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The signs and symptoms of dehydration
 

The signs and symptoms of dehydration

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Educational slide show about dehydration and drinking water.

Educational slide show about dehydration and drinking water.

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  • Symptoms of dehydration usually begin with thirst and progress to more alarming manifestations as the need for water becomes more dire. The initial signs and symptoms of mild dehydration in adults appear when the body has lost about 2% of it's total fluid. These mild dehydration symptoms are often (but not limited to):
  • If the dehydration is allowed to continue unabated, when the total fluid loss reaches 5% the following effects of dehydration are normally experienced:
  • When the body reaches 10% fluid loss emergency help is needed IMMEDIATELY! 10% fluid loss and above is often fatal! Symptoms of severe dehydration include:

The signs and symptoms of dehydration The signs and symptoms of dehydration Presentation Transcript

  • Signs & Symptoms of Dehydration And How to more Drink Water For educational purposes only
  • Mild Dehydration Symptoms
    • Thirst
    • Loss of Appetite
    • Dry Skin
    • Skin Flushing
    • Dark Colored Urine
    • Dry Mouth
    • Fatique or Weakness
    • Chills
    • Head Rushes
  • When Total Fluid Loss is 5%
    • Increased heart rate
    • Increased respiration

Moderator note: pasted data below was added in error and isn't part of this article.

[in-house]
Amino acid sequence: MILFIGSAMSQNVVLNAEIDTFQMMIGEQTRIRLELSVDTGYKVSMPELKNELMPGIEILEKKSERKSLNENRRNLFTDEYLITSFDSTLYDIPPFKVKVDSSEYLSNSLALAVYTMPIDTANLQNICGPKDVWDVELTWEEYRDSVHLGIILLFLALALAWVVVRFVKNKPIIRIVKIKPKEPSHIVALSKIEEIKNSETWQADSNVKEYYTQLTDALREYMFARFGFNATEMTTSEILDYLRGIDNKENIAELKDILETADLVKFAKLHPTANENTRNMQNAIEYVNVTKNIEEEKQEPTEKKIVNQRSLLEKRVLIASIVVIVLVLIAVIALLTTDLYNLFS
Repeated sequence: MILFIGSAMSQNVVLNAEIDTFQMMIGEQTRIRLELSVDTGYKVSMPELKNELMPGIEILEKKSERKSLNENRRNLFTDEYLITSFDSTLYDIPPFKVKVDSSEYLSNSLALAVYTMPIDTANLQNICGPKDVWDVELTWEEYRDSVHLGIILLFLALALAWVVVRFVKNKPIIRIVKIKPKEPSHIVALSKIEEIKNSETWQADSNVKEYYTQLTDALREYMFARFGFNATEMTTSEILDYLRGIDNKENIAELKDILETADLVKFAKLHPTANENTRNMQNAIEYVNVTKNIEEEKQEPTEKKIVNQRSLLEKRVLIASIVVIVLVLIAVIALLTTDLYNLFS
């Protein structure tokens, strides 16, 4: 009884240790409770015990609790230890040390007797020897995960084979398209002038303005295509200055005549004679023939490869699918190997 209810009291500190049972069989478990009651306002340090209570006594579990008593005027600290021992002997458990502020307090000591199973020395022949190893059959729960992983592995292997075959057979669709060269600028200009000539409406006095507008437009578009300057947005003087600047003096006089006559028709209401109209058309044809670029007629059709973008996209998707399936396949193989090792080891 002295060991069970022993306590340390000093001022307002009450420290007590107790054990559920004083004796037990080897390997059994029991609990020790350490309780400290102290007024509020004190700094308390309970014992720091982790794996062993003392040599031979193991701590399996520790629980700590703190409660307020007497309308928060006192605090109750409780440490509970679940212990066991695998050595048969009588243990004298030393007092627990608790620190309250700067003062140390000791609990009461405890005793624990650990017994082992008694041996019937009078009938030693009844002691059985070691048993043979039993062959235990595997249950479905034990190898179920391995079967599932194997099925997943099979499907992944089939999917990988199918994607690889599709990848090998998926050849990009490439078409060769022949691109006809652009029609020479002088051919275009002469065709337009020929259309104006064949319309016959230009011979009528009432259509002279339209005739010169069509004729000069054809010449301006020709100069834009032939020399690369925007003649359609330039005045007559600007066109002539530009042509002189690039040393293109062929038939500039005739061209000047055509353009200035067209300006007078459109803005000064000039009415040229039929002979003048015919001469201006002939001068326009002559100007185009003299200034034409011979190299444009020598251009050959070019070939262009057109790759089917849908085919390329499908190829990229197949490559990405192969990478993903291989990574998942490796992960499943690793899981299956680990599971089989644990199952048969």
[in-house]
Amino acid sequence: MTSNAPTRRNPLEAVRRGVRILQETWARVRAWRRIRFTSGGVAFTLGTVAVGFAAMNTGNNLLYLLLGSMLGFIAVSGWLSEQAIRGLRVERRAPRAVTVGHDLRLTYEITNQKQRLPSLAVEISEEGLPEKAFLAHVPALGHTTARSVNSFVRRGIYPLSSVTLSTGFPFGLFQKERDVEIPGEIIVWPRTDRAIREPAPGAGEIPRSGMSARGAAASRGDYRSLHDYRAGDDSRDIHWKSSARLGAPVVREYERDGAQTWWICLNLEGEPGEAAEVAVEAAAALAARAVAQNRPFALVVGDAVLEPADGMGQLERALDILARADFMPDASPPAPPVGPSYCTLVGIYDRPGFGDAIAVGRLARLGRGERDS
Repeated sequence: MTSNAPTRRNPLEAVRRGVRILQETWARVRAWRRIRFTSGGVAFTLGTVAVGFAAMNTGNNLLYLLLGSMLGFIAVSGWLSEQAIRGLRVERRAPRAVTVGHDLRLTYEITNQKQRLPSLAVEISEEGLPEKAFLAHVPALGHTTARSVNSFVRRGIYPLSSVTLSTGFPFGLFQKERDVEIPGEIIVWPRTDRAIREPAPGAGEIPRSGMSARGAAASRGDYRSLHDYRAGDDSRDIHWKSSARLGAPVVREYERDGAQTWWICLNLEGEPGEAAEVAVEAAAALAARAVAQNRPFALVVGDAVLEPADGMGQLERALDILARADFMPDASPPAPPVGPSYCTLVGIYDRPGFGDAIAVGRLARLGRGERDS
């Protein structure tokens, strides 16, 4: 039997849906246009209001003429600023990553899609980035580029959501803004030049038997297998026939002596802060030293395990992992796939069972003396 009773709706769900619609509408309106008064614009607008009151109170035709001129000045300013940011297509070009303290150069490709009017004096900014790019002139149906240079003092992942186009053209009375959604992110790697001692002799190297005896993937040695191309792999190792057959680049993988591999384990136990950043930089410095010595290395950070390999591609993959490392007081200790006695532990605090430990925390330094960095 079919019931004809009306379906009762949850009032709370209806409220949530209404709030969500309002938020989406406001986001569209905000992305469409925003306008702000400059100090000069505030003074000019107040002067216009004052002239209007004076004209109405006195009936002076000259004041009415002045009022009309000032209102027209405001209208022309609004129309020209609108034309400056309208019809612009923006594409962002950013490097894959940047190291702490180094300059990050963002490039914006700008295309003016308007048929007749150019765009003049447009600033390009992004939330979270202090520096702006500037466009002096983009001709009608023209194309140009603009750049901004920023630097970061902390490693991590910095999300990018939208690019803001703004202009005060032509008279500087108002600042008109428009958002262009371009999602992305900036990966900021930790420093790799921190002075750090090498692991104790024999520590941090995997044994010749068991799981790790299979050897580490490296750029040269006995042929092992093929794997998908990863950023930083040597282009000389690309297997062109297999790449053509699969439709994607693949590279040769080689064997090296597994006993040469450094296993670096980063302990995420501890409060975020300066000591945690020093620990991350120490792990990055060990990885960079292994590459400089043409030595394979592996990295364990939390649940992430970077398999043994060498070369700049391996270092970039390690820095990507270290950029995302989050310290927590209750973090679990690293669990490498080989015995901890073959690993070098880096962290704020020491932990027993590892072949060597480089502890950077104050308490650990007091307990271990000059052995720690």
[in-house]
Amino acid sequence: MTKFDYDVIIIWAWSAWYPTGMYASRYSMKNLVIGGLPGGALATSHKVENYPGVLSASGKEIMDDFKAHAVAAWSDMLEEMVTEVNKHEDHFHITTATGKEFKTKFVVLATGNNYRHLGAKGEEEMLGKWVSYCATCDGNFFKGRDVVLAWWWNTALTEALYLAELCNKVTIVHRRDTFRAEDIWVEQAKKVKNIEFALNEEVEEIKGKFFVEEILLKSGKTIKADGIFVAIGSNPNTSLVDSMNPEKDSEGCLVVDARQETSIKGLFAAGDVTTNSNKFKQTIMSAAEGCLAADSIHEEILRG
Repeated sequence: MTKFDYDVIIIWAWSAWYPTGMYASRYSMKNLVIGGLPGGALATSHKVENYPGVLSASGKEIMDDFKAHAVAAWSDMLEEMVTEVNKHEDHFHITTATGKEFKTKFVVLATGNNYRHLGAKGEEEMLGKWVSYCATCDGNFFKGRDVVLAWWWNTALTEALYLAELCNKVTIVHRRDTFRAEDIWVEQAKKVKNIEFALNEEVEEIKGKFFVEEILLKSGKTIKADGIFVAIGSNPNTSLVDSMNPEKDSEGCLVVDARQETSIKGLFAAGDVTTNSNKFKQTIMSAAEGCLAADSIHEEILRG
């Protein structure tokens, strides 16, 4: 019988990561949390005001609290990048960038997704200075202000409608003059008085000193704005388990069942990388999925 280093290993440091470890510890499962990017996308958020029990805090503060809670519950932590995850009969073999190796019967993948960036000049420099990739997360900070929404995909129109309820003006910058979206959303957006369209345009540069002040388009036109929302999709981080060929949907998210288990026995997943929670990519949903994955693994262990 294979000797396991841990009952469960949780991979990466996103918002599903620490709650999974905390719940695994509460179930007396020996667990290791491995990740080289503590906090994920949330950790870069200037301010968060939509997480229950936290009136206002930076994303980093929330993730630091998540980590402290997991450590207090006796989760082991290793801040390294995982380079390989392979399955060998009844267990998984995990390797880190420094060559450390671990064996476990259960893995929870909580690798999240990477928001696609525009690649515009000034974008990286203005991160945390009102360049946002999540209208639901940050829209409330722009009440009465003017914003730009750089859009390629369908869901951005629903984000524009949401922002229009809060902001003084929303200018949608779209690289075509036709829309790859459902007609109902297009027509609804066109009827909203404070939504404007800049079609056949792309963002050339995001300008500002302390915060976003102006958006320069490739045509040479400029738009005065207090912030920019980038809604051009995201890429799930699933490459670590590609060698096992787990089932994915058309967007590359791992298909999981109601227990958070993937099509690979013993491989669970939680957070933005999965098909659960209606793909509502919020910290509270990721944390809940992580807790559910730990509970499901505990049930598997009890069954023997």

• Decreased sweating
    • Decreased urination
    • Increased body temperature
    • Extreme fatigue
    • Muscle cramps
    • Headaches
    • Nausea
    • Tingling of the limbs
  • When Total Fluid Loss is 10%
    • Muscle spasms
    • Vomiting
    • Racing pulse
    • Shriveled skin
    • Dim vision
    • Painful urination
    • Confusion
    • Difficulty breathing
    • Seizures
    • Chest and Abdominal pain
    • Unconciousness
    • Be aware that these are not the only symptoms of severe dehydration that may manifest in response to dehydration, these are simply the most common.
    • Symptoms of dehydration will differ from person to person because the body is a complex network of systems and everyone's body is different. When these systems are disturbed due to loss of fluids there will be several common symptoms shared by most bodies, but there may also be unusual or unexpected responses depending on the particular person in question. Age also plays a part in the manifestation of symptoms. Signs of dehydration in a child will not be the same as those experienced by a teenager, adult or in the elderly.
    • Dehydration prevention is the best treatment for every age group. heatstroke is always around the corner.
  • Causes of Dehydration
    • There are many things that can cause dehydration, the most common are vomiting, diarrhea, blood loss, malnutrition, and plain old failure to replenish liquids lost from sweating and urination (Not drinking enough water).
    • Many illnesses and diseases can trigger acute dehydration due to the increased body temperature and sweating that usually occur. This is why a doctor tells patients to drink plenty of fluids when ill. The body uses fluids to expell toxins as well as to keep your system flexible, lubricated and running smoothly.
  • Electrolytes and Dehydration
    • If dehydration is the removal of water from an object, then the treatment of dehydration to reverse it's effects would logically be rehydration.
    • When someone becomes dehydrated they have also lost electrolytes so it is very important to replenish them along the water. The type of electrolytes needed for rehydration are sodium and potassium salts usually found in sports drinks and pediatric formulas.